American Alpine Jounrna and Accidents in North American Climbing

Avalanche, Climbing Alone, Alberta, Canmore, Mount Lady MacDonald

  • Accident Reports
  • Accident Year:
  • Publication Year: 2004

AVALANCHE, CLIMBING ALONE

Alberta, Canmore, Mount Lady MacDonald

On or about March 13, J.F (20) decided to make a solo scramble towards the summit of Mount Lady MacDonald. He was not one to follow the regular path and likely ascended directly toward the summit on the left side of an obvious gully on the West Face. Avalanche bulletins from around that date indicate that avalanche danger was considered “Extreme.”

On June 7, the body of J.F. was recovered by Canmore RCMP from the gully. Hikers in the area reported finding the body. The deceased was in a face down, prone position lying across the fall line with his rubber boots still on. There was a column of snow around his upper arm and the remainder of the debris was flat with rocks embedded along the flanks. These visual clues led investigators to believe that he had been involved in an avalanche accident. The medical examiner’s office indicated that J.F. likely died from suffocation consistent with an avalanche. It is speculated that the victim left the summit ridge and crossed into a bowl area near the top of the gully, where he was caught in an avalanche, slid down the gully to below the teahouse level, and was buried in avalanche debris until the warmer temperatures uncovered him. (Source: Canmore Leader, Burke Duncan, George Field)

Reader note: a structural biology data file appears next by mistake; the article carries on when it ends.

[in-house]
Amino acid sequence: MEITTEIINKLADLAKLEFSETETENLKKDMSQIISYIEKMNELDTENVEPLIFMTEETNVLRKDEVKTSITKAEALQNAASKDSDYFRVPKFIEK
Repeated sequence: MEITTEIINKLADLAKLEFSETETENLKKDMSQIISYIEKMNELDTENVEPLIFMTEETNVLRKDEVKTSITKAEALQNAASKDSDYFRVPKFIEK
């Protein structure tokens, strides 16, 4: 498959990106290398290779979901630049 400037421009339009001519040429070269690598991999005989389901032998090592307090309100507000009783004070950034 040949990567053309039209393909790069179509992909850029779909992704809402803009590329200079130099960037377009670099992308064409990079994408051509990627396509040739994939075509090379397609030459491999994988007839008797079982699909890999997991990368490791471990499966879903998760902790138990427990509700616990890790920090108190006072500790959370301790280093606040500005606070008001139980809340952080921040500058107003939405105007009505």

Analysis

Although this is not a climbing accident and thus not included in the data, it is illustrative of the problems which can occur when hiking or climbing alone. There was no one there to attempt to rescue him when the avalanche occurred and his family and friends were unaware of his fate for three months, as no one knew where to begin the search.

Leave the following with a friend: your plans and time line, specific route(s) you plan to try, vehicle description and license number, gear description, and who/when to call and your cell phone number if you plan to carry one. If you plan to hike or climb solo, recognize that this increases the risk. Check for the current weather and avalanche conditions. It should go without saying that one should not climb or ski in avalanche terrain when the avalanche danger is posted “Extreme.”

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